Big Star used to be rock `n’ roll’s little secret — a fantastic power-pop band that influenced arguably as many people as the Velvet Underground, without becoming as big as their successors. They could have been huge, had they been marketed right, but of course, weren’t. Regardless, the Memphis band’s “In the Street” is now heard in millions of households today, thanks to Cheap Trick’s version ending of the song being used for the opening theme for That ’70s Show. And at this point, it’s probably the one piece of music everybody knows of theirs, and they didn’t even perform it.
Such is the curse of being hugely influential, I suppose. And listening to their debut, #1 Record, it’s easy to understand why. In a time when singer-songwriters and proto-metalheads were all the rage, Big Star were an anomaly — a remarkably talented and listenable power-pop band. Their closest contemporaries at the time were The Raspberries and Badfinger, two other bands whose music never quite had the commercial success of later pop groups like the aforementioned Cheap Trick.
“In the Street” may currently be the best-known song of Big Star’s, though in its album format, is far less overblown and stadium-ready. Here, the band plays it fun and lighthearted, a perfect little piece of guitar pop. Before arriving at this gem, however, the listener must first hear opener “Feel,” a fun and peppy tune with frontman Alex Chilton singing the odd lyrics “Feels just like I’m dying/And I never want to live again.” Maybe the morbidity kept it from ever being a hit, though its follow-up tune, “The Ballad of El Goodo,” is an optimistic and powerful ballad with the memorable chorus “There ain’t no one that can turn me around.”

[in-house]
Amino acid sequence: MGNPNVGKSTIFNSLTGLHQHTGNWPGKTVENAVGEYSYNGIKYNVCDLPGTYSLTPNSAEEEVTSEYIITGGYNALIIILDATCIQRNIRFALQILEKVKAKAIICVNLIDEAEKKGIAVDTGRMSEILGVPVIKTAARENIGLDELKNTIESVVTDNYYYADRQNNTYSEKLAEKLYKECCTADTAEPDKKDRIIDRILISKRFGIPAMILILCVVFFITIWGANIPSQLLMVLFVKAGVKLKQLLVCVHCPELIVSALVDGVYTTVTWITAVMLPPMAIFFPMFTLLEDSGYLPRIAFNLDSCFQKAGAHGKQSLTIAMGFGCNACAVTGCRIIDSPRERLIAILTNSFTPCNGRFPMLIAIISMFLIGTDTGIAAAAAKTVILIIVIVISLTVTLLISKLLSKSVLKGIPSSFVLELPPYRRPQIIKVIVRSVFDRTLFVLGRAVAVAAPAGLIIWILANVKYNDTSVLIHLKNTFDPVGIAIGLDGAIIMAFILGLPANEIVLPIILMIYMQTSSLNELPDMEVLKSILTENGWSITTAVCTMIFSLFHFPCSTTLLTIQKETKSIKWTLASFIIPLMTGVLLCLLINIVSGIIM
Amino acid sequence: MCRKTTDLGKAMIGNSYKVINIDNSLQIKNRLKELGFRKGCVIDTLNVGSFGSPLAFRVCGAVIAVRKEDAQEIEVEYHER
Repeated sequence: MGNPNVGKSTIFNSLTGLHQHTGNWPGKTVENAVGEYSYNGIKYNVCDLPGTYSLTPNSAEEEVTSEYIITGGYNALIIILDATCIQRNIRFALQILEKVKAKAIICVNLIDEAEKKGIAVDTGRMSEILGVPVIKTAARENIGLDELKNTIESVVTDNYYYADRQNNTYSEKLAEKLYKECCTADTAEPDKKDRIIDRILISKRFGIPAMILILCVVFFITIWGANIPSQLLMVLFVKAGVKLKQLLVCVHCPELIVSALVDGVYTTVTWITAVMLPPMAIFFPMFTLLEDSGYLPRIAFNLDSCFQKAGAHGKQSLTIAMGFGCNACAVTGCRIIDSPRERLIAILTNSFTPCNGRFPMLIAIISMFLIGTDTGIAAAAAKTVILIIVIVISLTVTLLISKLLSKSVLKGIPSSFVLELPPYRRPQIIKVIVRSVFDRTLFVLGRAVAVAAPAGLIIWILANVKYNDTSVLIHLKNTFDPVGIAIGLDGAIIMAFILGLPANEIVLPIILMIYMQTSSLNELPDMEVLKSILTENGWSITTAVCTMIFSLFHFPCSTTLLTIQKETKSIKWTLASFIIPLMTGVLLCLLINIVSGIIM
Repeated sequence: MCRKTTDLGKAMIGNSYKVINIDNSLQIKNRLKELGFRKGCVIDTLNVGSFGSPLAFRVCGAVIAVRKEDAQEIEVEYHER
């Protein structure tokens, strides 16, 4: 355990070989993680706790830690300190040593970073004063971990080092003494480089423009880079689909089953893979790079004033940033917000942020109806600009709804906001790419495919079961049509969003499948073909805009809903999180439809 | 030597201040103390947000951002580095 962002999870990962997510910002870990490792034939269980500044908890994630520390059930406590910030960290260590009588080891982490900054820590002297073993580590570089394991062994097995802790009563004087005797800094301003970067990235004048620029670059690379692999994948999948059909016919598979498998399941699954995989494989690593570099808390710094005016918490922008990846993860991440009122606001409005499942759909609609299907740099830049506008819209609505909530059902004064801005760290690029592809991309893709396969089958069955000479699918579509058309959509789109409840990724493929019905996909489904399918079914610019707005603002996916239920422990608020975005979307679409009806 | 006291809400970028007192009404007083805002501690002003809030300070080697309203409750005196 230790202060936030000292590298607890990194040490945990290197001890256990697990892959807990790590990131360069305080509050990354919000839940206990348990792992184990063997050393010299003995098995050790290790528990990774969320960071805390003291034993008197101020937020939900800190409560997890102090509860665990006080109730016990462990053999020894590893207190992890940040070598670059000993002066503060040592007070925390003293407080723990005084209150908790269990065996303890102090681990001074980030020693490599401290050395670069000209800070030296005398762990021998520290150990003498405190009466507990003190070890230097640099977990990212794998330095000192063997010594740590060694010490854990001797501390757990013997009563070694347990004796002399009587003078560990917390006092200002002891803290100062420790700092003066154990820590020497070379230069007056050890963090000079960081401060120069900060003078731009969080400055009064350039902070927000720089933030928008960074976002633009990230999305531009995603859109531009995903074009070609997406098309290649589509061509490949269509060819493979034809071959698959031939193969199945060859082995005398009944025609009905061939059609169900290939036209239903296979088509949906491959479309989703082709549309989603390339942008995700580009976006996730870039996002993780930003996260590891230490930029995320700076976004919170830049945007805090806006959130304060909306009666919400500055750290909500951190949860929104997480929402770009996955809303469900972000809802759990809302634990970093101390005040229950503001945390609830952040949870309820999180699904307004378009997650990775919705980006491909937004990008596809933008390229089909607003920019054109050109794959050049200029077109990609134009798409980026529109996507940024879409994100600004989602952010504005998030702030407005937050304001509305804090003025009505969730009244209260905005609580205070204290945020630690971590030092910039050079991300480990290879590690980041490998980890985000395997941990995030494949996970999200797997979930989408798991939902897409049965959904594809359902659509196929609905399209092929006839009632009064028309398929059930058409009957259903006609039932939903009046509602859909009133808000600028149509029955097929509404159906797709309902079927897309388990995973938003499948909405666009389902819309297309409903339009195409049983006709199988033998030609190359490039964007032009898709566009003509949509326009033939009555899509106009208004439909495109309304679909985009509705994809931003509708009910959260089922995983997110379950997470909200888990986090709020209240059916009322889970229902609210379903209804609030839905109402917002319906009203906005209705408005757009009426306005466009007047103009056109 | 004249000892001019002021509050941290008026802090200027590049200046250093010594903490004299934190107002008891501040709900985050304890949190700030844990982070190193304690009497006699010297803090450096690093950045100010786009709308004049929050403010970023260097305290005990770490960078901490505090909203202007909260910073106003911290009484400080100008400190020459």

Aside from “In the Street,” the most famous song from #1 Record is “Thirteen,” a short acoustic song that’s been covered by everyone from Elliott Smith to Wilco’s Jeff Tweedy. Though it is brief and subtle, “Thirteen” is a gorgeous tune written from the perspective of, you guessed it, a thirteen-year-old. Chilton’s lyrics are directed at a girl, and as the song progresses, build tension and become all the more nervous.
Come inside girl, it’s OK
And I’ll shake you
If it’s so well let me know
And if it’s no well I can go
I won’t make you
In the fifth song, “Don’t Lie to Me,” Big Star cranks it up, adding distortion to their otherwise glossy pop sound. “India Song” is another short, but pretty ballad with some quirky organ riffs. Another immediate standout is “When My Baby’s Beside Me,” a fairly straightforward love song with a whole lotta handclaps. Chilton’s simple, yet touching lyric of “When my baby’s beside me, I don’t worry” is a concise but beautiful statement.
As the album comes to a close, the band focuses more on acoustic ballads than their trademark electric guitar pop, turning out lovely tunes like “Give Me Another Chance,” “Try Again” and “Watch the Sunrise.” The first of the three, like “Thirteen,” is very Beatlesque in sound, while “Try Again” is slightly more country influenced, with a weeping slide guitar lead over the acoustic strummed chords. The last song on the record, the one-minute long “ST 100/6,” wraps things up beautifully, if a little too quickly. But the band proves on the second half that they can just as easily pull off a graceful ballad as a rocker.
#1 Record never made it to the top of the charts, despite its name. But many bands later found their muse in this classic LP. The band, themselves, would evolve over the next six years, turning up the volume and eventually recording the sound of falling apart on Third. Thing eventually went downhill quickly for the band, but here, they were at the top of their game, playing music that really mattered, regardless of commercial success.
Similar Albums/Albums Influenced:
Teenage Fanclub – Thirteen
Posies – Frosting on the Beater
Matthew Sweet – Girlfriend